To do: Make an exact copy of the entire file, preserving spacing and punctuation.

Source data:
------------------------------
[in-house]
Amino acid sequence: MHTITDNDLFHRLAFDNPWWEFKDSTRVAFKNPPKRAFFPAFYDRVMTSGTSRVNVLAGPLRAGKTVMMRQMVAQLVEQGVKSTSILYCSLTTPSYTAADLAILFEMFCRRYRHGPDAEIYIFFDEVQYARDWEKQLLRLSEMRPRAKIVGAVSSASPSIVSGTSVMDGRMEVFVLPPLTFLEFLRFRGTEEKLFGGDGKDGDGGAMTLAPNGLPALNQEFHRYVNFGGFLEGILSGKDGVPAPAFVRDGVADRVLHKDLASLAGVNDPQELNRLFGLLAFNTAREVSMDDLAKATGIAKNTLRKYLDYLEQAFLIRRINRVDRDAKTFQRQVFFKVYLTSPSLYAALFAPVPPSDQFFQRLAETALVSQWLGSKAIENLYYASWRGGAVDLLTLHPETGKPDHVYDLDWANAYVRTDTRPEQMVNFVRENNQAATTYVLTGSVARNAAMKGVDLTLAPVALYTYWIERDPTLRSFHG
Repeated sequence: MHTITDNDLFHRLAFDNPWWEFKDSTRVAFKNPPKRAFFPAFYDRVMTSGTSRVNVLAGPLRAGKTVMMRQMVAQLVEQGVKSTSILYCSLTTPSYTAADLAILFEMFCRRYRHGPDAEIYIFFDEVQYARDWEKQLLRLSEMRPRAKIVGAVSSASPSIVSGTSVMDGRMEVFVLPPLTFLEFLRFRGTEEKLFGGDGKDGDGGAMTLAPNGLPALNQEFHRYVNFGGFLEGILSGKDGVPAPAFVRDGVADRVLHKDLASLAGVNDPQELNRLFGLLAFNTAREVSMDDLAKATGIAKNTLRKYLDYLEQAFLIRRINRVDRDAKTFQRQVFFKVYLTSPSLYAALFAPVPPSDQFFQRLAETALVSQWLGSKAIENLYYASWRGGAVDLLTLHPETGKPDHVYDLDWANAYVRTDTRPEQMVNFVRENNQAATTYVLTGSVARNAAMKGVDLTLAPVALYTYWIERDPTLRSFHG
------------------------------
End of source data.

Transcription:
[in-house]
Amino acid sequence: MHTITDNDLFHRLAFDNPWWEFKDSTRVAFKNPPKRAFFPAFYDRVMTSGTSRVNVLAGPLRAGKTVMMRQMVAQLVEQGVKSTSILYCSLTTPSYTAADLAILFEMFCRRYRHGPDAEIYIFFDEVQYARDWEKQLLRLSEMRPRAKIVGAVSSASPSIVSGTSVMDGRMEVFVLPPLTFLEFLRFRGTEEKLFGGDGKDGDGGAMTLAPNGLPALNQEFHRYVNFGGFLEGILSGKDGVPAPAFVRDGVADRVLHKDLASLAGVNDPQELNRLFGLLAFNTAREVSMDDLAKATGIAKNTLRKYLDYLEQAFLIRRINRVDRDAKTFQRQVFFKVYLTSPSLYAALFAPVPPSDQFFQRLAETALVSQWLGSKAIENLYYASWRGGAVDLLTLHPETGKPDHVYDLDWANAYVRTDTRPEQMVNFVRENNQAATTYVLTGSVARNAAMKGVDLTLAPVALYTYWIERDPTLRSFHG
Repeated sequence: MHTITDNDLFHRLAFDNPWWEFKDSTRVAFKNPPKRAFFPAFYDRVMTSGTSRVNVLAGPLRAGKTVMMRQMVAQLVEQGVKSTSILYCSLTTPSYTAADLAILFEMFCRRYRHGPDAEIYIFFDEVQYARDWEKQLLRLSEMRPRAKIVGAVSSASPSIVSGTSVMDGRMEVFVLPPLTFLEFLRFRGTEEKLFGGDGKDGDGGAMTLAPNGLPALNQEFHRYVNFGGFLEGILSGKDGVPAPAFVRDGVADRVLHKDLASLAGVNDPQELNRLFGLLAFNTAREVSMDDLAKATGIAKNTLRKYLDYLEQAFLIRRINRVDRDAKTFQRQVFFKVYLTSPSLYAALFAPVPPSDQFFQRLAETALVSQWLGSKAIENLYYASWRGGAVDLLTLHPETGKPDHVYDLDWANAYVRTDTRPEQMVNFVRENNQAATTYVLTGSVARNAAMKGVDLTLAPVALYTYWIERDPTLRSFHG